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​Toxic carcinogens from tar sands oil production underestimated - report

Published time: February 04, 2014 22:42
The Syncrude tar sands mine north of Fort McMurray, Alberta (Reuters / Todd Korol)

The Syncrude tar sands mine north of Fort McMurray, Alberta (Reuters / Todd Korol)

Production of crude oil in western Canada emits more harmful carcinogens into the environment than official estimates let on, according to a new study. The Keystone XL pipeline would, if approved, move tar sands oil from Alberta through the US to Texas.

A new study by the University of Toronto-Scarborough published Monday in the Proceedings of the National Academy of Sciences reported that Canadian officials may have underestimated emissions of harmful carcinogens known as polycyclic aromatic hydrocarbons (PAHs) from Alberta tar sands.

Specifically, the report cited the emission levels of PAHs as being one hundred to one thousand times greater than previously believed. High levels of PAHs are not imminently dangerous, though they are quite higher than reported by the mining industry’s environmental impact assessments and Canada’s own National Pollutant Release Inventory. The Canadian government has used these favorable assessments to boost new tar sands development in Alberta’s Athabasca oil sand region.

PAHs are not associated with greenhouse gases, thus do not directly impact climate change. Much of the discussion surrounding the controversial Keystone XL oil pipeline - currently pending approval in the US - has centered around its effects on increased greenhouse gas emissions connected with crude tar sands development. This requires a more energy-intensive process than the production of plain crude oil since a substance known as bitumen must be extracted from the Alberta tar sands, for instance, through means such as surface mining or injecting steam into the ground.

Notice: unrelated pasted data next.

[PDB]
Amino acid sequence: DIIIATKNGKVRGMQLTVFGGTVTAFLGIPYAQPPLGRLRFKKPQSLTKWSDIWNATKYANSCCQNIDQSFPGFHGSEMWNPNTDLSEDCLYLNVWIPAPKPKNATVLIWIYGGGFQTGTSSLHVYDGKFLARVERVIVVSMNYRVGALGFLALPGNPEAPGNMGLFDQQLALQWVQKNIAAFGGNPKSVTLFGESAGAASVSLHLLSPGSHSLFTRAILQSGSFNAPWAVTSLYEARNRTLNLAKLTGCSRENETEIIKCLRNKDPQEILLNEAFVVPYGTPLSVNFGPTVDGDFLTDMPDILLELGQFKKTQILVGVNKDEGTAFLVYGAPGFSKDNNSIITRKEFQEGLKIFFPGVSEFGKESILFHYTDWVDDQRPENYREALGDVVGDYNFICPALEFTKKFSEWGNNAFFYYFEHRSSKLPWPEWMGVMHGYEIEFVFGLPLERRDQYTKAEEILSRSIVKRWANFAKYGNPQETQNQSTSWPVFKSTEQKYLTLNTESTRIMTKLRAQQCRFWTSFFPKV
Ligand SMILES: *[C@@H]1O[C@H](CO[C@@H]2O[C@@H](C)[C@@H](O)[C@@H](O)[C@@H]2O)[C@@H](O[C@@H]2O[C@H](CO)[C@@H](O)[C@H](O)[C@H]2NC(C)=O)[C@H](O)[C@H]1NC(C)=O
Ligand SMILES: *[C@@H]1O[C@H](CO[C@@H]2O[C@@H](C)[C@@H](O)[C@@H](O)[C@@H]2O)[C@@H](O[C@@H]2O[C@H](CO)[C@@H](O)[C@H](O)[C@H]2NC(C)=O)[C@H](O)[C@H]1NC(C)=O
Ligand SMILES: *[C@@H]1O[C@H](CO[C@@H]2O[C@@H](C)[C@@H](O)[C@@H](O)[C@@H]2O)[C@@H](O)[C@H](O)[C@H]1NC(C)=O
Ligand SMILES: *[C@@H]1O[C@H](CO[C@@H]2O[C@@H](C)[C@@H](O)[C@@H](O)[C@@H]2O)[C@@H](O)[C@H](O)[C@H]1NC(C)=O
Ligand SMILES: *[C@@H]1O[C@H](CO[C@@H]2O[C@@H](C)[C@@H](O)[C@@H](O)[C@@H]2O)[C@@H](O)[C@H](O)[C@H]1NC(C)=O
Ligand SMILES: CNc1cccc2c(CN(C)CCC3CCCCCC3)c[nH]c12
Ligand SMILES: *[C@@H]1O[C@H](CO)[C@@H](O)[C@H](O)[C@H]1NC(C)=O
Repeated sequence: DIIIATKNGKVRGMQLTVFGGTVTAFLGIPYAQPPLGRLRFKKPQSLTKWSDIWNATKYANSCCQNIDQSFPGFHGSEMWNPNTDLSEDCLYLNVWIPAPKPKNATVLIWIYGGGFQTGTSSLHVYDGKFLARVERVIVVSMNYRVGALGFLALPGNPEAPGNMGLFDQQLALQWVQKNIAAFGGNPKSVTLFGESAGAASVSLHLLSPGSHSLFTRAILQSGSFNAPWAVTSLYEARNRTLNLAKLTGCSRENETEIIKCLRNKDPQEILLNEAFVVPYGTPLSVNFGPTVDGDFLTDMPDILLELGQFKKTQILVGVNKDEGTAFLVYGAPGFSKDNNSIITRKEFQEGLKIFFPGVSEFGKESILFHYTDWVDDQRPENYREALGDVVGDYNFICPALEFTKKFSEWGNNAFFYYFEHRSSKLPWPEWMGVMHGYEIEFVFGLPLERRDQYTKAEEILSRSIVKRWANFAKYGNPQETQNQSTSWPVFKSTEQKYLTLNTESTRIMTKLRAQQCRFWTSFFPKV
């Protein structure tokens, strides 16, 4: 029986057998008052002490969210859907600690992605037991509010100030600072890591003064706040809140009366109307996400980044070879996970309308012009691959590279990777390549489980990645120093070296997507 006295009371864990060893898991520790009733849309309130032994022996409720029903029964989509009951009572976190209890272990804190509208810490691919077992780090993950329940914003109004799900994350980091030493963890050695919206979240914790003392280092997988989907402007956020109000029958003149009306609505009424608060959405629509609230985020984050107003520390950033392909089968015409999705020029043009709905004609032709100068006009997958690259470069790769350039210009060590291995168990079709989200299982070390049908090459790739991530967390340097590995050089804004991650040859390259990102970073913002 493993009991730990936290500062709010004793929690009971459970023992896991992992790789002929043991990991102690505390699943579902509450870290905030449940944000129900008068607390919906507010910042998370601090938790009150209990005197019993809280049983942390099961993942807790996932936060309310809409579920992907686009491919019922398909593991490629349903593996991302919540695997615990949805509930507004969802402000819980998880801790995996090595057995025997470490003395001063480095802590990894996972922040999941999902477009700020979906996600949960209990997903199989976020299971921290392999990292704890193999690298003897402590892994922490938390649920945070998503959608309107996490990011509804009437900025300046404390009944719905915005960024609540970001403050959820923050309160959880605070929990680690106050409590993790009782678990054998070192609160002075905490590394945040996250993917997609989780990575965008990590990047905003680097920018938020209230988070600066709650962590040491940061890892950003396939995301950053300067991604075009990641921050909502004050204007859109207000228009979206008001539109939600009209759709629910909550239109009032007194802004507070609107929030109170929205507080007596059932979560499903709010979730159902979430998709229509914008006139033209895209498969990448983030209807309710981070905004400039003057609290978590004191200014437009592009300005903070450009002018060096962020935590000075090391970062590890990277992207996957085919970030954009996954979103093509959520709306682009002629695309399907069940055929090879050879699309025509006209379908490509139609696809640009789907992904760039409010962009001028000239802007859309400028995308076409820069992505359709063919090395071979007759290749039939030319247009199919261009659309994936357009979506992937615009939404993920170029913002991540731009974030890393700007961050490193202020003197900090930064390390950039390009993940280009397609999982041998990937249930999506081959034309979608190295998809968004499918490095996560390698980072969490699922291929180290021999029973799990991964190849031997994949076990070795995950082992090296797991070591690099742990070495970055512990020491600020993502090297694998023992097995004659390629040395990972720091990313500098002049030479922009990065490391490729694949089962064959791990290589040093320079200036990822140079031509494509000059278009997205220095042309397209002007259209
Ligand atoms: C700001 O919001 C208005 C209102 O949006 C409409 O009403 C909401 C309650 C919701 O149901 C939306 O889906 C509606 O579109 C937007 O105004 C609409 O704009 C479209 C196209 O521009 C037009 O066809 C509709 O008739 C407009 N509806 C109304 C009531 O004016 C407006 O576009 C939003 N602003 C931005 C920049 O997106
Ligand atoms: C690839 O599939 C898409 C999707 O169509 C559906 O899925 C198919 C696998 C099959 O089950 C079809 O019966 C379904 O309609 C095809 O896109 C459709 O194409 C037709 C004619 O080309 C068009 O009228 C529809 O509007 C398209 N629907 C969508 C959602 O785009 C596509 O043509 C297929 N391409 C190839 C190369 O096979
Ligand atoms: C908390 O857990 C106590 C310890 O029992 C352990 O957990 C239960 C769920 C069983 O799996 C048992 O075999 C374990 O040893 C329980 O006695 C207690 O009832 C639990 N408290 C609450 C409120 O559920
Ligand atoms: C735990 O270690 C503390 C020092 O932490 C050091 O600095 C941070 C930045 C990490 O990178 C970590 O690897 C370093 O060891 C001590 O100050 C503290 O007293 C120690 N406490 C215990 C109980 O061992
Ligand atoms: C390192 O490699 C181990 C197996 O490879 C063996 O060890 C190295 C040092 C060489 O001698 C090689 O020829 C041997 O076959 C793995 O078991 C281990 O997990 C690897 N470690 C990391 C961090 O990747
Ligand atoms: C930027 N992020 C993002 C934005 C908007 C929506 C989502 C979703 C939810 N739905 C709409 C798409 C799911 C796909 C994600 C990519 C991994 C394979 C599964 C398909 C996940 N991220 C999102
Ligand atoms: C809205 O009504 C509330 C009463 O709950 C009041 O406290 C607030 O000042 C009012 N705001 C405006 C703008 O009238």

Either way, the operation already uses an excessive amount of water, releases toxic metals into the local environment, and unleashes an estimated 14 to 17 percent more greenhouse gas emissions than regular crude.

Yet PAHs include phenanthrene, pyrene and benzo(a)pyrene, which “are among the most toxic hydrocarbons,” said Jules M. Blais, a University of Ottawa chemical and toxicology professor, according to Climate Central. “They’re some of the worst things out there.”

PAHs should be of concern to anyone living along the Keystone XL route, and those in the nearby vicinity of the Alberta tar sands region are especially at risk.

“From the standpoint of Keystone, the concerns are regarding potential breaches that could contaminate soils,” Blais said. “The same kinds of things that are getting into the Athabasca River could be relevant to Keystone.”

The University of Toronto study - conducted by environmental scientists Frank Wania and Abha Parajulee - used computer models to analyze the plausibility of how many PAHs Canadian officials have estimated are in the Athabasca tar sands region as opposed to the actual measurements of PAH concentrations found there.

"We found that these estimates are insufficient to explain what's being measured in the environment," Wania said, according to “The concentrations of PAHs that should be out there, based on these assumptions, are far too low."

When trying to discern why previous estimates had been so low, the research team found that tar sands tailings ponds - storage ponds used for dumping toxic mining waste - may very well be the culprit.